But between the premiere and now the total irony makeover of metal has gone beyond the 18-24 male demo where Assy and Fat Guy reign supreme. I myself just finished a stint as lead guitarist in a band that was experimenting with faux-metal. This was not my thing, just as Metalocalypse was not my thing, but I'll tell you, it felt really good to just play in a band and work on my chops, not having the weight of the world on my shoulders or trying to figure out a rhyme for "rationalize." I know. Something something "eyes." Lame city.
And now, recently, like within the last few days, I am HOOKED on Metalocalypse, still ashamedly so, and just blown away by the fact that I get the same episodes I zombied through a year ago. The trick is, you have to take absolutely NONE of it seriously. There are no side jokes, only full-frontal jokes. With that perspective, it makes much more sense, and it's brilliant.
I'm not owning the DVDs, yet, but I treat it the same way I treat Hell's Kitchen, as an outrageous base guilty pleasure that I can "get" without necessarily "loving." And it hit me, if classical music is pleasure (and even the metal dudes will agree with that), then rock is guilty pleasure, and metal is base guilty pleasure. Add in a band ranking just above Belgium as the twelfth largest economy on Earth and quotes like "By the power of the holiest of evils, I command you to awaken and make me a sandwich!", and you have high art. Well, the low end of high art.
Oh, and Brendon Small alone is worth sitting through the 11 minutes. Creator of the show, many of the voices, and all of the guitar and vocals. He's quietly Marty Friedman (Eddie Van Halen for the rest of you) who also once did a cartoon about an eight-year-old boy with a single mom and a video camera.
I still won't recommend Metalocalypse to everyone. It's extremely violent, reprehensibly misogynistic, and totally crass, just like the genre it pokes fun at. My wife won't watch it, and it's in fact over the heads (or more directly, "beneath") of a lot of my contemporaries. It's not the best thing on TV, but it is the most outrageous base guilty pleasure in the books right now. And that, my friends, is very, very metal.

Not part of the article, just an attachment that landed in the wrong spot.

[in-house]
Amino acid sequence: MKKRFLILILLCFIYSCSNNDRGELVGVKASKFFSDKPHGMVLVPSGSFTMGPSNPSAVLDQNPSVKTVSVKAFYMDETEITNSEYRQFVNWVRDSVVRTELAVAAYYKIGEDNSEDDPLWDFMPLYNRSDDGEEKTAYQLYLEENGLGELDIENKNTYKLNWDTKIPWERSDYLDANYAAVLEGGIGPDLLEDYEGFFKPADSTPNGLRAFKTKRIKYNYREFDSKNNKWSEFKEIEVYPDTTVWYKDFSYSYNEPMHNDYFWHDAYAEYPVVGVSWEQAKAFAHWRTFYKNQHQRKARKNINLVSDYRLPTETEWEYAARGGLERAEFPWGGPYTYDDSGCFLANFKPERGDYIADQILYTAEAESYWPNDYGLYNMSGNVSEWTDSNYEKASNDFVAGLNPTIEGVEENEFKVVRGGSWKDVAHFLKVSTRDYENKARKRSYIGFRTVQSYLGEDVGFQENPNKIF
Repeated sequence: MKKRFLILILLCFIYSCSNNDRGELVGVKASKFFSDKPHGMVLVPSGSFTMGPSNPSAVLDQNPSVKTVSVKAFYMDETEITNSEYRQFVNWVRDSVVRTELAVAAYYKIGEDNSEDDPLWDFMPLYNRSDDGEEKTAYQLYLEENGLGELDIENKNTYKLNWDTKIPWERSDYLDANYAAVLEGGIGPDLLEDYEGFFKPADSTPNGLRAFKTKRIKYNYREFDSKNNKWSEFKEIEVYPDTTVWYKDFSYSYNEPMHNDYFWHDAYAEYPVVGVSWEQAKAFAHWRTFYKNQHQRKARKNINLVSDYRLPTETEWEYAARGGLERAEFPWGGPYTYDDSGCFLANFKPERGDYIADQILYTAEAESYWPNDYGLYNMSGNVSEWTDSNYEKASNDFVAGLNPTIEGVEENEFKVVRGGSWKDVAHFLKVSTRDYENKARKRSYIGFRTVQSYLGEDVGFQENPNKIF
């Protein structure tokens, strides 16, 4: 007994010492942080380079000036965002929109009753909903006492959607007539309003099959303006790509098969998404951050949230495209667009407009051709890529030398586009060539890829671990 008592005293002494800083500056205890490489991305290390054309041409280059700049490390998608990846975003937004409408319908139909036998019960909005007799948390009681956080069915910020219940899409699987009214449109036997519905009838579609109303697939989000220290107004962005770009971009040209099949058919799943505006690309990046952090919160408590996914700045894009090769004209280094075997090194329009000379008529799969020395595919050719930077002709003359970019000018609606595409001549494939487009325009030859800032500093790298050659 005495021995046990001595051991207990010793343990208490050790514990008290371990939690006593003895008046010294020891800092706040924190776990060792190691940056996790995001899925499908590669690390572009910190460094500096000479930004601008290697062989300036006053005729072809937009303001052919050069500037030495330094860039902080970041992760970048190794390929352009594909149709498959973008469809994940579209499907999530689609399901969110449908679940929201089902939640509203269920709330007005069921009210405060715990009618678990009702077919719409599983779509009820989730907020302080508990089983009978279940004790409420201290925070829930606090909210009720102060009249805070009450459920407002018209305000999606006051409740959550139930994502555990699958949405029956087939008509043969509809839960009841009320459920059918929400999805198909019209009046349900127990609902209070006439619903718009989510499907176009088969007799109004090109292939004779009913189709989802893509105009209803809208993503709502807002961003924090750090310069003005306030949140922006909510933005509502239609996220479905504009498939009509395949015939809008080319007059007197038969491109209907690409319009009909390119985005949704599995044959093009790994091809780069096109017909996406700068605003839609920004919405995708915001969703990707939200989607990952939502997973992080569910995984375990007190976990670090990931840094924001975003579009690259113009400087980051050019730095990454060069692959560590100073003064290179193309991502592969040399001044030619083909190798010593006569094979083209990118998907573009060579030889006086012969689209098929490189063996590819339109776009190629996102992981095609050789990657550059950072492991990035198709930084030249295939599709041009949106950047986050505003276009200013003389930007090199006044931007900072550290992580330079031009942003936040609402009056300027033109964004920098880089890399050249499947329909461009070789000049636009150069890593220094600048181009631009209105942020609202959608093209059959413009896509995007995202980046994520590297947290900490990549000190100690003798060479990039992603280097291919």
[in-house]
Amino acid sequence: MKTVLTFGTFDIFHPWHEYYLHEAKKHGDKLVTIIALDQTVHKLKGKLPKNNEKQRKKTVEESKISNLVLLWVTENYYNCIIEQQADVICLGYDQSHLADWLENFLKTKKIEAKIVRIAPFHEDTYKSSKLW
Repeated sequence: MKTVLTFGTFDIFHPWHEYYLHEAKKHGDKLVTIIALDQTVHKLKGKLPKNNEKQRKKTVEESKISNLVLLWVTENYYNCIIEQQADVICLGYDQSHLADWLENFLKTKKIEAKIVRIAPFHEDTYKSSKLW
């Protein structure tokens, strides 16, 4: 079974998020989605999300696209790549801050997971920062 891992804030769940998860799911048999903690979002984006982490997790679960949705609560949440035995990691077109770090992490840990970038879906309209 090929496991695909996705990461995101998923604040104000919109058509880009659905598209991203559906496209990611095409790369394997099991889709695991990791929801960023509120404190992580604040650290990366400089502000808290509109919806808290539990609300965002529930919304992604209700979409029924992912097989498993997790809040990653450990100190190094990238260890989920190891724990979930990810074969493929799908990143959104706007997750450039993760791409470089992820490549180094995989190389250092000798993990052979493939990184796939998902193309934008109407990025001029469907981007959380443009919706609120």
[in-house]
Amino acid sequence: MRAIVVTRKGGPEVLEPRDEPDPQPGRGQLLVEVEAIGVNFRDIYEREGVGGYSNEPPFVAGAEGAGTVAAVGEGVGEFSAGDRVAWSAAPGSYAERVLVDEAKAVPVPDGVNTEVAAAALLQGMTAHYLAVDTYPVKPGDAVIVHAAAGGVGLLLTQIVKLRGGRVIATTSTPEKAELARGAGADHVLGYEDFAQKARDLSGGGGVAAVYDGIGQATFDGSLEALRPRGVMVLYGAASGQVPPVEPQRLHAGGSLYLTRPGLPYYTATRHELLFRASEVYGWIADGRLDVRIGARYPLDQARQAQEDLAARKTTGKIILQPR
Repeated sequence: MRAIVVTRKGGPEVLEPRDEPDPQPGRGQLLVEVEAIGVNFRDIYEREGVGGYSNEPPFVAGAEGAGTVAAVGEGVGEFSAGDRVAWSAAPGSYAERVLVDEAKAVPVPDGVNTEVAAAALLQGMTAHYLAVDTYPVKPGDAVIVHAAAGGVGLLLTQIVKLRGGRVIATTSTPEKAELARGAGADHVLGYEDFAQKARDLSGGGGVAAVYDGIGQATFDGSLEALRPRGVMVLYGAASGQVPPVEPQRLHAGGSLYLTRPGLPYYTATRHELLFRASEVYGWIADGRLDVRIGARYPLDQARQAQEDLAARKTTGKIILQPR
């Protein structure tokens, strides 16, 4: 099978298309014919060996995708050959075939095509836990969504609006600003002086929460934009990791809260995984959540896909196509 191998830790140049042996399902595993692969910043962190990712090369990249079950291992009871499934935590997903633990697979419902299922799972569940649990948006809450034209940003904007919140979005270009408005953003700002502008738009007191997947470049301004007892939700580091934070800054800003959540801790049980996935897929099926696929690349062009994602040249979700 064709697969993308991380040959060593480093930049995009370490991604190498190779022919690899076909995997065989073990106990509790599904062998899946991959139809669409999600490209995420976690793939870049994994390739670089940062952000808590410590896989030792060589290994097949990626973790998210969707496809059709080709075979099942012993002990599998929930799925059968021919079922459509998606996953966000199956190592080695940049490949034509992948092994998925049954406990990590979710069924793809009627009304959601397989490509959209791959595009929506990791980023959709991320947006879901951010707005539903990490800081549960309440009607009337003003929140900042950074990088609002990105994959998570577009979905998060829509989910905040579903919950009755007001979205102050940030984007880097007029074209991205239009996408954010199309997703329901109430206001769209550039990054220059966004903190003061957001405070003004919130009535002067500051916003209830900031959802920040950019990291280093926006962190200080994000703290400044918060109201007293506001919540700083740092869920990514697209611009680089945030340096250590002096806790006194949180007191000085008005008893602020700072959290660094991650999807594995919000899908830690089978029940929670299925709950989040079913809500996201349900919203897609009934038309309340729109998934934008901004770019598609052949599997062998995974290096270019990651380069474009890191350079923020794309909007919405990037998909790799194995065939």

Joe Procopio trades in pop culture and tech culture, allowing him to poke fun at so many things. He's written for a number of online and offline publications from the late, lamented Smug to the fancy-pants Chicago Tribune and also for television. He's a novelist, a shredder, a joker, and a family man. Scoff at joeprocopio.com or follow on Twitter @jproco.
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IF YOU LIKED THIS COLUMN...
8.1.08 @ 10:18a
My favorite part of Metalocalypse is the music: Small is a Berklee grad, and he really knows what he's doing. The songs are both over-the-top and at the same time actually good enough to stack up to, say, much of Iron Maiden's back catalog. The growled vocals of horrible lyrics (or a coffee jingle, as it may be), the insistent beat, and the pseudoclassical guitar solos are all perfect.
The best satire is when you exaggerate something you love to show the cheesiness underneath, and I think it's clear that Small has a great (guilty pleasure?) affection for metal, even as he's mocking it.
8.1.08 @ 10:39a
I thought the name Brandon Small looked familiar. I guess I'm not surprised.
Also, I did a Google search for "drug addled rock star 2006" and you're 100% right. Seventh link down. That's fantastic.
8.1.08 @ 4:32p
Ha. This is awesome.
However, duuuuude, WASP was so not death metal.
Brian, the record Small put out as 'Dethklok' is one of the best death metal records lately. Yes, he used one of the best drummers ever and a great metal producer, but for a guy who no one had ever heard of in the metal world, he did pretty damn good.
8.4.08 @ 7:38a
I've been listening to a lot of metal recently because of my nephew. Yesterday, I made the boy spit soda by mocking Metallica's Hetfield ordering at McDonald's:
"I'd like a Big Mac-AAWH"
"with just the small fry-AAWH"
"a vanilla shake-AAWH"
"And an apple PIE-AAAWH"
8.12.08 @ 8:58a
May I remind everybody that it started in the sixties, with Iron Butterfly and Led Zeppelin, which band names are the REASON it's called metal. Evolution doesn't just happen in the damned woods.
8.12.08 @ 11:06a
Sandra, I believe the term "heavy metal" was first used to describe music by Steppenwolf's John Kay.